Canker Sores (Aphthous Ulcers) in Children

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Canker Sores (Aphthous Ulcers) in Children

What are canker sores in children?

Canker sores (aphthous ulcers) are small sores inside the mouth. They are often found inside the lips, on the back part of the roof of the mouth (soft palate), on the cheeks, or on the tongue.

What causes canker sores in a child?

Experts don't know the exact cause. But many factors are thought to play a role with the development of canker sores. These are:

  • Weakened immune system

  • Allergies to food, such as coffee, chocolate, cheese, nuts, and citrus fruits

  • Stress

  • Viruses and bacteria

  • Mouth injury

  • Poor nutrition

  • Certain medicines

  • Irritation from orthodontic braces

Canker sores are often first seen in children and teens between ages 10 and19. For about 3 in 10 children affected, canker sores come back for years after the first outbreak. They can’t be spread from one child to another.

Canker sores that keep coming back may be linked to celiac disease, inflammatory bowel disease, or HIV infection.

What are the symptoms of canker sores in a child?

Each child may feel symptoms a bit differently. Below are the most common symptoms of aphthous stomatitis:

  • Painful sores in the mouth, often inside the lips, on the cheeks, or on the tongue

  • Sores that are white or gray with a red border

  • Trouble eating or talking because of the sores

  • No fever (in most cases)

Canker sores often heal in 7 to 14 days. They tend to come back.

How are canker sores diagnosed in a child?

Your child’s healthcare provider can often make a diagnosis with a full health history and a physical exam. But your child may also need these tests to rule out other causes:

  • Blood tests

  • Cultures of the sores

  • Biopsy of the sore (taking a small piece of tissue from the sore and checking the cells under a microscope)

How are canker sores treated in a child?

Treatment will depend on your child’s symptoms, age, and general health. It will also depend on how severe the condition is.

The goal of treatment is to help ease symptoms. Treatment may include:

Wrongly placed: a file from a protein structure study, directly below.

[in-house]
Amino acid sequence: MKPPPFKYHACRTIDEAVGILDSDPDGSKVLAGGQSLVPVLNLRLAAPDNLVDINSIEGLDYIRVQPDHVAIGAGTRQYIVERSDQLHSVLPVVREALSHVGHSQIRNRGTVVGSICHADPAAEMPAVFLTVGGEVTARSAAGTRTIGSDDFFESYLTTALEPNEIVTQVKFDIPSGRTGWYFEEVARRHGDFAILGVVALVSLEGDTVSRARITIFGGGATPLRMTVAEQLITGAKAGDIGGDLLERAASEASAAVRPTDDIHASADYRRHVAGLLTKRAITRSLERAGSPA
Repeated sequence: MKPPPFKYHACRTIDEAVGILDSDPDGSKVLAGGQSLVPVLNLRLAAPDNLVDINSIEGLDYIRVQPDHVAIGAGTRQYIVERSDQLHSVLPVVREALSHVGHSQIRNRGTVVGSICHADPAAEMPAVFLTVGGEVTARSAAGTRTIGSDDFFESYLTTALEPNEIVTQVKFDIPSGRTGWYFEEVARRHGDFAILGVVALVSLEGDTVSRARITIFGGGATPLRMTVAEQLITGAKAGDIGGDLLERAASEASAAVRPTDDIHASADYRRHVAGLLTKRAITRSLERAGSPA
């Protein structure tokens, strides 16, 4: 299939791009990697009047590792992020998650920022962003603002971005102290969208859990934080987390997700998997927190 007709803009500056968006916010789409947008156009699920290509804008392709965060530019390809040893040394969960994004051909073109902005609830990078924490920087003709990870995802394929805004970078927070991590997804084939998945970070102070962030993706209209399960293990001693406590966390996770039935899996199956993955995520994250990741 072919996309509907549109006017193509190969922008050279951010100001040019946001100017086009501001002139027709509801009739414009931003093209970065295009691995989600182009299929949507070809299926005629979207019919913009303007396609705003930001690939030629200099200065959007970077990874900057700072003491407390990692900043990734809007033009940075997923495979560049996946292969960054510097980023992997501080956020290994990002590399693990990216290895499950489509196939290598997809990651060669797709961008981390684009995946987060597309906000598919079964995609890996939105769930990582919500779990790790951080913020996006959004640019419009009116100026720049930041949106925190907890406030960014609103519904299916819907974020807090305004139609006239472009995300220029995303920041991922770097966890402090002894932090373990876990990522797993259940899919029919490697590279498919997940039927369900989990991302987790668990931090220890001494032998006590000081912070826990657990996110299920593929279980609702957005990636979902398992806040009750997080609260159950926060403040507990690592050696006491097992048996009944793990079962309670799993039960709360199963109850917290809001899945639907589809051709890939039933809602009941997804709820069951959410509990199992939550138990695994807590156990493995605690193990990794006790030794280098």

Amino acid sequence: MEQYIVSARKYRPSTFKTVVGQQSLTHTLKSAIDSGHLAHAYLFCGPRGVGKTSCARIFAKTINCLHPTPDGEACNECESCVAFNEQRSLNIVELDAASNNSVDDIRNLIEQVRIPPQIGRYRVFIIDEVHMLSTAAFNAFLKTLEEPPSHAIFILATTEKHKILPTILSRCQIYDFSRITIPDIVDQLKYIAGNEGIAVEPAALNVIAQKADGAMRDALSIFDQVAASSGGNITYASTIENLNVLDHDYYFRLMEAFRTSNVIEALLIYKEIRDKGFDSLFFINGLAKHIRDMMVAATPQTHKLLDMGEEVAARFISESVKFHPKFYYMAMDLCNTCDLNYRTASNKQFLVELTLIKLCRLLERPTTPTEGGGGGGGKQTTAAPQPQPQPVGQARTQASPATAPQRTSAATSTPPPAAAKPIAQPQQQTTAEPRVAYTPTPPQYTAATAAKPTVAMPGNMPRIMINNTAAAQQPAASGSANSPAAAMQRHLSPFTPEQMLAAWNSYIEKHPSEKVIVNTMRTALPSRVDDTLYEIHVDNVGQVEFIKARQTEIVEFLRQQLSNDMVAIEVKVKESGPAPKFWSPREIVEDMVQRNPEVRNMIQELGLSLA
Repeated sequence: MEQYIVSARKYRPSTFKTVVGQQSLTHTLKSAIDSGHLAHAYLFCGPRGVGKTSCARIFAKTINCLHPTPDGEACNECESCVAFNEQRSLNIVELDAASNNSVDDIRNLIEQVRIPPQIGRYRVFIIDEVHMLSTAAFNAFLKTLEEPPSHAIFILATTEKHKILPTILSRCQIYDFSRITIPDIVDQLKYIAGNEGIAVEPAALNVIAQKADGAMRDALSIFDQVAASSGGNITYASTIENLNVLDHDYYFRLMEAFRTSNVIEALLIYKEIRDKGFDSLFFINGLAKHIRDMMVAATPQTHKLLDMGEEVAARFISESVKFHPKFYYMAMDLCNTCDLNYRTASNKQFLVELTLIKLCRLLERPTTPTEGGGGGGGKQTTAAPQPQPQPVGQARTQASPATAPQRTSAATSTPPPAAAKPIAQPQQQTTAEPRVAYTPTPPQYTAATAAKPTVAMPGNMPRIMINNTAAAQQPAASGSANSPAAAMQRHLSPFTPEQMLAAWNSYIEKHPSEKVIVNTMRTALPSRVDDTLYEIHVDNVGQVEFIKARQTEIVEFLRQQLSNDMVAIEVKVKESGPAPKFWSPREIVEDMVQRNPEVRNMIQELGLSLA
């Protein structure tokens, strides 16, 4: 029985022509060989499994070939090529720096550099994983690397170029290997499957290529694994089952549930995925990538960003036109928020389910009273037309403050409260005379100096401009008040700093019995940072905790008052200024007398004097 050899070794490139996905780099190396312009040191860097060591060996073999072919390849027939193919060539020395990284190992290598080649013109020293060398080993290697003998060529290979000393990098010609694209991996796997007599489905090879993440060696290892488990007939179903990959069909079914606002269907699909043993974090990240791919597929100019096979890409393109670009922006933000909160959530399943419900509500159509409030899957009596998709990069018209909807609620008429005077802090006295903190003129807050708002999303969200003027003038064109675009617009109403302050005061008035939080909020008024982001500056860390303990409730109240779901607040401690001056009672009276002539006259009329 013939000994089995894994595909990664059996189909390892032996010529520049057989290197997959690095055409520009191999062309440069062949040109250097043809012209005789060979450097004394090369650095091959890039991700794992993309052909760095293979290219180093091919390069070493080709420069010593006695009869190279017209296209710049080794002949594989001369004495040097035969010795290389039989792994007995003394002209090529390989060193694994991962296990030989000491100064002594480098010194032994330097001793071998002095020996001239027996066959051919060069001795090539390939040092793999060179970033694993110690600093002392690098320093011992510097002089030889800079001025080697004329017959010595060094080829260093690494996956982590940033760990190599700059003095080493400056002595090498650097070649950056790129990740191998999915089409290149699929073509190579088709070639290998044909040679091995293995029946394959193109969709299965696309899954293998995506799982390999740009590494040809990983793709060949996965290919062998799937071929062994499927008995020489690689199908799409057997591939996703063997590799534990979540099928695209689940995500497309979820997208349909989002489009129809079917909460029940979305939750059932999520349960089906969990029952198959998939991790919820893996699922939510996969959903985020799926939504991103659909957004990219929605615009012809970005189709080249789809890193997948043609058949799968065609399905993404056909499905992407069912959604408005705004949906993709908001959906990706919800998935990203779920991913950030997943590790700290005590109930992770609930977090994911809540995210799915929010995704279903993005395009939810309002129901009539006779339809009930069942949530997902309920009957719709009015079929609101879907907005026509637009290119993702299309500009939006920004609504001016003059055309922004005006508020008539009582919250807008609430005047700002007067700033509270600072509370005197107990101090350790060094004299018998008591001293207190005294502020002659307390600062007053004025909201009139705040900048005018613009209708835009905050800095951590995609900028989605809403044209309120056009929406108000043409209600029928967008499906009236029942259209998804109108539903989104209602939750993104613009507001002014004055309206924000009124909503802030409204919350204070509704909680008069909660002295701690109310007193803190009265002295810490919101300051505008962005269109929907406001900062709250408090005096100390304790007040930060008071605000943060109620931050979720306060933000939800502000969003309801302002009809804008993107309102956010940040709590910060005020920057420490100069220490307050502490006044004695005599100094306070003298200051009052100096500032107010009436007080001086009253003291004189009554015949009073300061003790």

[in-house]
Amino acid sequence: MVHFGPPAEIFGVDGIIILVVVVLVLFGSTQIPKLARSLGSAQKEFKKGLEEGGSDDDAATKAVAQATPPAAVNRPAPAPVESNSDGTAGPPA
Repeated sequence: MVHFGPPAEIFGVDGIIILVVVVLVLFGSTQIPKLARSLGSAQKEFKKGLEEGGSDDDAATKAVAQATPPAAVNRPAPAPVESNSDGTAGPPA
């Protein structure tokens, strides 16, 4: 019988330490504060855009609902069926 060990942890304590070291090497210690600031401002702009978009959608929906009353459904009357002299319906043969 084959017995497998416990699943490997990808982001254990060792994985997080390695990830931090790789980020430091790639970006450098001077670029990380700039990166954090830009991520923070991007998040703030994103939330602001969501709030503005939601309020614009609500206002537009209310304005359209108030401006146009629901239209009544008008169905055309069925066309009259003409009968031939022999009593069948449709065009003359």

• Drinking more fluids

  • Taking acetaminophen for any fever or pain

  • Getting proper oral hygiene

  • Using medicines on the skin to help ease the pain of the sores

  • Using mouth rinses to help with the pain

Your child may feel better by not eating spicy, salty, or acidic foods. These foods may make the mouth more irritated.

When should I call my child’s healthcare provider?

Call your child’s healthcare provider if the sores:

  • Are very painful

  • Last more than a few weeks

  • Are very large in size

  • Keep coming back

Key points about canker sores in children

  • Canker sores are small white or gray sores with a red border that are seen in the mouth.

  • They are often found inside the lips, on the cheeks, or on the tongue.

  • Experts don't know the exact cause. But they may be linked to things such as food allergies, stress, poor nutrition, or certain medicines.

  • The sores are different from other sores. They are often diagnosed simply with a physical exam.

  • Treatment may include oral medicine or medicine for the skin to ease pain. Antibiotics may be prescribed for secondary infections.

Next steps

Tips to help you get the most from a visit to your child’s healthcare provider:

  • Know the reason for the visit and what you want to happen.

  • Before your visit, write down questions you want answered.

  • At the visit, write down the name of a new diagnosis, and any new medicines, treatments, or tests. Also write down any new instructions your provider gives you for your child.

  • Know why a new medicine or treatment is prescribed and how it will help your child. Also know what the side effects are.

  • Ask if your child’s condition can be treated in other ways.

  • Know why a test or procedure is recommended and what the results could mean.

  • Know what to expect if your child does not take the medicine or have the test or procedure.

  • If your child has a follow-up appointment, write down the date, time, and purpose for that visit.

  • Know how you can contact your child’s provider after office hours. This is important if your child becomes ill and you have questions or need advice.

Online Medical Reviewer: Daphne Pierce-Smith RN MSN CCRC
Online Medical Reviewer: Michael Kapner MD
Online Medical Reviewer: Rita Sather RN
Date Last Reviewed: 3/1/2019
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